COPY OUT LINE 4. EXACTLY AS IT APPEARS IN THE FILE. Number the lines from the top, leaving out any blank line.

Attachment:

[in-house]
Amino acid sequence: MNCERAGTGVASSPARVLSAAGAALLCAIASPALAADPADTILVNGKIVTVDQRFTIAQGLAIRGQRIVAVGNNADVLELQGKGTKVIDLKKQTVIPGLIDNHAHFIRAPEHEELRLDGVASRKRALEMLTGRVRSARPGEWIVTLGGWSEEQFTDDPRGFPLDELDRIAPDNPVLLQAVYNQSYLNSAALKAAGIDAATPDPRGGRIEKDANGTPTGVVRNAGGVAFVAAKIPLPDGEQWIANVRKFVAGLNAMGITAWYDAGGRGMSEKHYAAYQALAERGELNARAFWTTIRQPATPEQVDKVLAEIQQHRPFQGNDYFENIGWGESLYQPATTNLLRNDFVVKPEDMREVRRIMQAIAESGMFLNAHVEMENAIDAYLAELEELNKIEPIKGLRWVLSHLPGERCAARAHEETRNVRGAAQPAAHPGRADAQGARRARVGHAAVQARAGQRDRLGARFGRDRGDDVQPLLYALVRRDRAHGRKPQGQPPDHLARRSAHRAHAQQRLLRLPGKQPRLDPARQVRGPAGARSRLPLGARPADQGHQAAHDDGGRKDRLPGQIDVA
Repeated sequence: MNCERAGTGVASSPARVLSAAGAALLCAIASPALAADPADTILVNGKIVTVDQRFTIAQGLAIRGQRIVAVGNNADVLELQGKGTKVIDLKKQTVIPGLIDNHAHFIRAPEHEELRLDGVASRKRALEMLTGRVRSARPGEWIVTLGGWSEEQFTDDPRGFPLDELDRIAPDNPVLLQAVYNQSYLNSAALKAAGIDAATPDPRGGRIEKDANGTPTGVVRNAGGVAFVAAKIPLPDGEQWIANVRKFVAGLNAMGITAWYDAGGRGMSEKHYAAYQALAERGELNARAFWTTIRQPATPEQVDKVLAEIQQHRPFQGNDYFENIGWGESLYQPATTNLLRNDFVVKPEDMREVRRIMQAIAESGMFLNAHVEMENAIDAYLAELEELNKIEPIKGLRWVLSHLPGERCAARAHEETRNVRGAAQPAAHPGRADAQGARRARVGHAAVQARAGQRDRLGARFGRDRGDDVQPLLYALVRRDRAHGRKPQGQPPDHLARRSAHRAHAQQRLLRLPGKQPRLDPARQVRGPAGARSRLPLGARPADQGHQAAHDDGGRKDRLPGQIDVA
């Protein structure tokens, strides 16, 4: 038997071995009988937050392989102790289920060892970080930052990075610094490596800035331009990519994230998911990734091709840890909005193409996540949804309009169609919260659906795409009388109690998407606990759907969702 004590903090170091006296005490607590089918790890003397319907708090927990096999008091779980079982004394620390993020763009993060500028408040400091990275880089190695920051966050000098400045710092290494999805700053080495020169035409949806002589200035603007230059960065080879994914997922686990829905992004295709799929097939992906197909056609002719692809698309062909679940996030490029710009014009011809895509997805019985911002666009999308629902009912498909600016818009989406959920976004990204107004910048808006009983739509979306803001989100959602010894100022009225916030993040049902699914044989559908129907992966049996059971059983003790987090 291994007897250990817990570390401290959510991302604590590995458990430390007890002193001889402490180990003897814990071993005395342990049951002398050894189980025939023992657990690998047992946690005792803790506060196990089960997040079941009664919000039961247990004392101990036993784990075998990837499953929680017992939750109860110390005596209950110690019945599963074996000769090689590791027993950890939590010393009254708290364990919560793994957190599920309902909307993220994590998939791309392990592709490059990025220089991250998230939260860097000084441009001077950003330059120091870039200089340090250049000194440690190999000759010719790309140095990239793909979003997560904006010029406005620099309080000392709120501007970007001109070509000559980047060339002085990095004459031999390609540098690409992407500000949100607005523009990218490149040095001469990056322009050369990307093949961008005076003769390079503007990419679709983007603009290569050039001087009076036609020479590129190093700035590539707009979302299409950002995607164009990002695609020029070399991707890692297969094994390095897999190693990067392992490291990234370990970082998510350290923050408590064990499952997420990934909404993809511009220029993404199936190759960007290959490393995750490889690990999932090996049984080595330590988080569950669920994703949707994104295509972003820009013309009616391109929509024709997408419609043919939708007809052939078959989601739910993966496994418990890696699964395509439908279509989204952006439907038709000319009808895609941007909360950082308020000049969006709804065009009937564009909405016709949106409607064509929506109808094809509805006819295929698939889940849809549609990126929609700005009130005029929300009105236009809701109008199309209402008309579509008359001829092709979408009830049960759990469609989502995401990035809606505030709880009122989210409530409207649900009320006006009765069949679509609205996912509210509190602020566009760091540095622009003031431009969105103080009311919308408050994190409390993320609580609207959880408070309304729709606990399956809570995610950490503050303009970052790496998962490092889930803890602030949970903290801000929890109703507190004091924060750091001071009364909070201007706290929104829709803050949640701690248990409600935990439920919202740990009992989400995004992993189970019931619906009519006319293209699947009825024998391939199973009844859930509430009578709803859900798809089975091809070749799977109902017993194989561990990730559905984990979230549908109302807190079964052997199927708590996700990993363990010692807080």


């Protein structure tokens, strides 16, 4: 038997071995009988937050392989102790289920060892970080930052990075610094490596800035331009990519994230998911990734091709840890909005193409996540949804309009169609919260659906795409009388109690998407606990759907969702 004590903090170091006296005490607590089918790890003397319907708090927990096999008091779980079982004394620390993020763009993060500028408040400091990275880089190695920051966050000098400045710092290494999805700053080495020169035409949806002589200035603007230059960065080879994914997922686990829905992004295709799929097939992906197909056609002719692809698309062909679940996030490029710009014009011809895509997805019985911002666009999308629902009912498909600016818009989406959920976004990204107004910048808006009983739509979306803001989100959602010894100022009225916030993040049902699914044989559908129907992966049996059971059983003790987090 291994007897250990817990570390401290959510991302604590590995458990430390007890002193001889402490180990003897814990071993005395342990049951002398050894189980025939023992657990690998047992946690005792803790506060196990089960997040079941009664919000039961247990004392101990036993784990075998990837499953929680017992939750109860110390005596209950110690019945599963074996000769090689590791027993950890939590010393009254708290364990919560793994957190599920309902909307993220994590998939791309392990592709490059990025220089991250998230939260860097000084441009001077950003330059120091870039200089340090250049000194440690190999000759010719790309140095990239793909979003997560904006010029406005620099309080000392709120501007970007001109070509000559980047060339002085990095004459031999390609540098690409992407500000949100607005523009990218490149040095001469990056322009050369990307093949961008005076003769390079503007990419679709983007603009290569050039001087009076036609020479590129190093700035590539707009979302299409950002995607164009990002695609020029070399991707890692297969094994390095897999190693990067392992490291990234370990970082998510350290923050408590064990499952997420990934909404993809511009220029993404199936190759960007290959490393995750490889690990999932090996049984080595330590988080569950669920994703949707994104295509972003820009013309009616391109929509024709997408419609043919939708007809052939078959989601739910993966496994418990890696699964395509439908279509989204952006439907038709000319009808895609941007909360950082308020000049969006709804065009009937564009909405016709949106409607064509929506109808094809509805006819295929698939889940849809549609990126929609700005009130005029929300009105236009809701109008199309209402008309579509008359001829092709979408009830049960759990469609989502995401990035809606505030709880009122989210409530409207649900009320006006009765069949679509609205996912509210509190602020566009760091540095622009003031431009969105103080009311919308408050994190409390993320609580609207959880408070309304729709606990399956809570995610950490503050303009970052790496998962490092889930803890602030949970903290801000929890109703507190004091924060750091001071009364909070201007706290929104829709803050949640701690248990409600935990439920919202740990009992989400995004992993189970019931619906009519006319293209699947009825024998391939199973009844859930509430009578709803859900798809089975091809070749799977109902017993194989561990990730559905984990979230549908109302807190079964052997199927708590996700990993363990010692807080």